Translating rights: the Peruvian Indigenous Languages Act in Quechua and Aymara

AMERINDIA 40: 219-245, 2018

Rosaleen HOWARD, Luis ANDRADE CIUDAD & Raquel de PEDRO RICOY
Newcastle University, UK/ Pontificia Universidad Católica del Perú
& University of Stirling, UK

Abstract: New language rights legislation in Peru has triggered State training of indigenous
translator-interpreters to work in public service and prior consultation settings. A spin-off of
the training has been the translation of the text of the 2011 Indigenous Languages Act from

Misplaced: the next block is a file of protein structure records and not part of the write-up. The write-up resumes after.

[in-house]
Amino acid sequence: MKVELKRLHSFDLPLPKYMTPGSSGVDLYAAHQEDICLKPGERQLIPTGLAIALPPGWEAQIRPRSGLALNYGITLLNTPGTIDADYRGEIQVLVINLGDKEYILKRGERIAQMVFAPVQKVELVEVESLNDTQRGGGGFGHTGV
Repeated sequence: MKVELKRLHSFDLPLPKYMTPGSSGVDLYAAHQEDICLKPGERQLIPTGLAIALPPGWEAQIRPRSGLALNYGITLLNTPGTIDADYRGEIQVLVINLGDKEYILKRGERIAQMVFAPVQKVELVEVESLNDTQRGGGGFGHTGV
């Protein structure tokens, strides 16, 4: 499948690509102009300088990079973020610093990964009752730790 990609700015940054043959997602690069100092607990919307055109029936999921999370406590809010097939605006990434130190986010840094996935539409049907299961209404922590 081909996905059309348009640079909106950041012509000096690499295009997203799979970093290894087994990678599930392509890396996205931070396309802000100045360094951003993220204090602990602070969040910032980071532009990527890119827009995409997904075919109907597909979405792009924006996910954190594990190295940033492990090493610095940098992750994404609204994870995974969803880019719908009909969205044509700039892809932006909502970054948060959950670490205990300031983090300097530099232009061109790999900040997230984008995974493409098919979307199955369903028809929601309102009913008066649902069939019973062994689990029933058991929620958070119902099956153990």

Spanish into a range of indigenous languages. This article focuses on the challenges of the
translating process to Quechua and Aymara. These challenges were presented by the
structural differences between source and target languages, the divergent conceptual systems
that embed the original text and its translations, and the different trade-offs between orality
and literacy of the cultural systems involved. Finally, issues concerning the relationship
between the translators’ cultural identities and the translation process arose; these are also
addressed.